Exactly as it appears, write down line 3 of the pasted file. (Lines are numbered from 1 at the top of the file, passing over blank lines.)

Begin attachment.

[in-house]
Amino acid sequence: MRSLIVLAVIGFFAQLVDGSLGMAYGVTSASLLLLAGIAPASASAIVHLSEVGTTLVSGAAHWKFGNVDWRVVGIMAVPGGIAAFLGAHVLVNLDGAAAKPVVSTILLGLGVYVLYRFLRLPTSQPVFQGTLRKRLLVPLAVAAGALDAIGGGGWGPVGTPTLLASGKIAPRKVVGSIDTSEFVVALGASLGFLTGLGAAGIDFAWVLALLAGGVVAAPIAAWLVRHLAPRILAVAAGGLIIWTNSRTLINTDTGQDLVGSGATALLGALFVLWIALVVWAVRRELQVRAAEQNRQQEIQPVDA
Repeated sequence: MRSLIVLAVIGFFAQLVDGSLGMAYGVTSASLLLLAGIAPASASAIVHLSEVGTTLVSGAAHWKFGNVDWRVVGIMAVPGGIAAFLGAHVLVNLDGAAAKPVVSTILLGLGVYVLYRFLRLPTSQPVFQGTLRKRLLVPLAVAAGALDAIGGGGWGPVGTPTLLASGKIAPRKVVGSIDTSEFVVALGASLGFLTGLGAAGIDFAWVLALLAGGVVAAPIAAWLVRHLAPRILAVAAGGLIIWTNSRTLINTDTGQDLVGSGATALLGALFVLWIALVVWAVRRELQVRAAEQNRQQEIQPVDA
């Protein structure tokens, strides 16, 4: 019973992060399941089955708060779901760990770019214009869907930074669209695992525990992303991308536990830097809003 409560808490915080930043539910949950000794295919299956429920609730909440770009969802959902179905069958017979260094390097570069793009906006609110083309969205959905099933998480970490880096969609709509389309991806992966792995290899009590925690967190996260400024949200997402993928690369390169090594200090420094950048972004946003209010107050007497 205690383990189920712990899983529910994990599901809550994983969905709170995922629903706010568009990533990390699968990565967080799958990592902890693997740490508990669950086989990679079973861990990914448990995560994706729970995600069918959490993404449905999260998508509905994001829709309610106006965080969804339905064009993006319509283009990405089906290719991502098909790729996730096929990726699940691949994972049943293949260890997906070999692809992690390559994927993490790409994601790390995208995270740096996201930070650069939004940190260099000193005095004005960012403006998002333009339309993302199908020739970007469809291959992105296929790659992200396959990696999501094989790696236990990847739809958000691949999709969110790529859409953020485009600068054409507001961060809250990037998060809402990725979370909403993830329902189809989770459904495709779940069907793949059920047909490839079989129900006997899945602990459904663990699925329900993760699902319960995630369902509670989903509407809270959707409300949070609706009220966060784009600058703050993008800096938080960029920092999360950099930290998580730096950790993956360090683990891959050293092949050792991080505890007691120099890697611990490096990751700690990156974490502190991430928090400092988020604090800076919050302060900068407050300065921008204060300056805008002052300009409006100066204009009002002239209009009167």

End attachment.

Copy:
Repeated sequence: MRSLIVLAVIGFFAQLVDGSLGMAYGVTSASLLLLAGIAPASASAIVHLSEVGTTLVSGAAHWKFGNVDWRVVGIMAVPGGIAAFLGAHVLVNLDGAAAKPVVSTILLGLGVYVLYRFLRLPTSQPVFQGTLRKRLLVPLAVAAGALDAIGGGGWGPVGTPTLLASGKIAPRKVVGSIDTSEFVVALGASLGFLTGLGAAGIDFAWVLALLAGGVVAAPIAAWLVRHLAPRILAVAAGGLIIWTNSRTLINTDTGQDLVGSGATALLGALFVLWIALVVWAVRRELQVRAAEQNRQQEIQPVDA